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UW in the News

March 17, 2020

State, national and international media frequently feature the University of Wyoming and members of its community in stories. Here is a summary of some of the recent coverage:

All of UW’s classes will be moved online for the remainder of the spring semester as part of an effort to slow the spread of the novel coronavirus, The Casper Star-Tribune and Laramie Boomerang reported. UW Acting President Neil Theobald said UW’s residence halls will close after spring break to nearly all students and that staff have the option to work remotely off-campus. The Houston Chronicle published a similar article.

Wyoming Public Radio noted that the Associated Students of UW voted last week to create a $75,000 fund to help students through hard times as the university takes measures to deal with the novel coronavirus outbreak.

UW wife and husband economists Linda Thunstrom and Jason Shogren were interviewed about the novel coronavirus’ social effects in a New York Times article titled, “Some Ask a Taboo Question: Is America Overreacting to Coronavirus?”

The Chronicle of Higher Education noted that Ed Seidel, vice president for economic development and innovation in the University of Illinois System, will be UW’s new president in July.

Despite the sharp turn in events last week when oil prices plunged worldwide, UW economist Charles Mason said, in a CS-T interview, that Wyoming producers should not panic. He said there is a tempered recovery within sight, with oil prices likely rising again within a few weeks.

The Wyoming Tribune Eagle published a similar article and interviewed another UW economist, Rob Godby. He said there are no answers on how long the price war in the Middle East could last.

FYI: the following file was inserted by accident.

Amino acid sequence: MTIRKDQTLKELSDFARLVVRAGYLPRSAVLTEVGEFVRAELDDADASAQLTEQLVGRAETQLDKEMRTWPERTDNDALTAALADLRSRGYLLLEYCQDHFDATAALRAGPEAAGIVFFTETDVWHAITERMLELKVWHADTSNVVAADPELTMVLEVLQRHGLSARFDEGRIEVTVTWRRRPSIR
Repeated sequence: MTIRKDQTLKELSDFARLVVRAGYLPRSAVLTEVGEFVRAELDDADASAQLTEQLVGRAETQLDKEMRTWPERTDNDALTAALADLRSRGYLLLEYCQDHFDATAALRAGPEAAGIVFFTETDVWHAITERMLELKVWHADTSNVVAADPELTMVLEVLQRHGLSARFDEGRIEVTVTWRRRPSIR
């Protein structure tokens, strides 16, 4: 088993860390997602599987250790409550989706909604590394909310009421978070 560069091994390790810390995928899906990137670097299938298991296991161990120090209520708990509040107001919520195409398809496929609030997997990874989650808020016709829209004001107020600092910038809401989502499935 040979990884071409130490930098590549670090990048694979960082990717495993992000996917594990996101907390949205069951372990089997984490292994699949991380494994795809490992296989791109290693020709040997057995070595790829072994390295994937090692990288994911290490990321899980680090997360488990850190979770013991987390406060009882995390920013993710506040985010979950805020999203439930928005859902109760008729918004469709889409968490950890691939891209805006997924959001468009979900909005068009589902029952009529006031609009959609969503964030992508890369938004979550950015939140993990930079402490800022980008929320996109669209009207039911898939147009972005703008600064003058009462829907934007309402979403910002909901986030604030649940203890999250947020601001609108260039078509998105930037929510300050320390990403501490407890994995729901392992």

The Wyoming Legislature did not agree on tens of millions of dollars in construction funding by the close of business last week, compromising numerous construction projects around the state, including UW’s requests for a College of Law expansion, a new pool and improvements to War Memorial Stadium, reported The CS-T.

Atlas Obscura interviewed UW’s Jerrod Merkle, zoology and physiology assistant professor, about the social makeup of bison. The article focused on the addition of young bison to a buffalo herd in Golden State Park in San Francisco.

UW professors Brian Toelle and Maohong Fan recently received a provisional patent for a method using cryogenic transport to help the oil and gas industry reduce emissions. Laramie Live published UW’s release on the announcement.

The Wyoming Game and Fish Department reported that the draft of Wyoming’s Chronic Wasting Disease Management Plan will be presented at its meeting later this week. Jessica Western, from UW’s Haub School of Environment and Natural Resources, a facilitator throughout the process, will be among presenters at the meeting.

UW economist Rob Godby spoke with The CS-T about the announcement of planned layoffs at the Buckskin Coal Mine, located near Gillette in the Powder River Basin.

The CS-T reported that UW has canceled summer study-abroad trips to China and South Korea because of coronavirus outbreaks in those two countries. The measures are among preparations undertaken by the university. K2 Radio also broadcast a similar story.

UW law Professor Michael Duff discussed in a Bloomberg article how gig-economy companies are fighting to keep their contractor-based labor model from being legislated away. The companies want to keep their independent workforce in exchange for a pledge to invest more in a safety net for workers.

The Good Mule Project, a UW program that focuses on community activism and change, held a dinner program last week to discuss civil discourse and the concept of hate, reported Wyoming Public Radio.

The Las Cruces Sun News interviewed Wyoming native and UW graduate Tyler Julian, who recently was nominated for a Pushcart Prize for his poem, “Wyoming,” from his collection of poetry, titled “Wyoming: The next question to ask (to answer).” He is now a New Mexico State University graduate student.

Ten local students were among the 101 Wyoming high school recipients of the Trustees’ Scholars Award, UW’s top academic scholarship, reported Wind River Radio Network. County 10 and The Powell Tribune also published UW’s release announcing local scholarship recipients.

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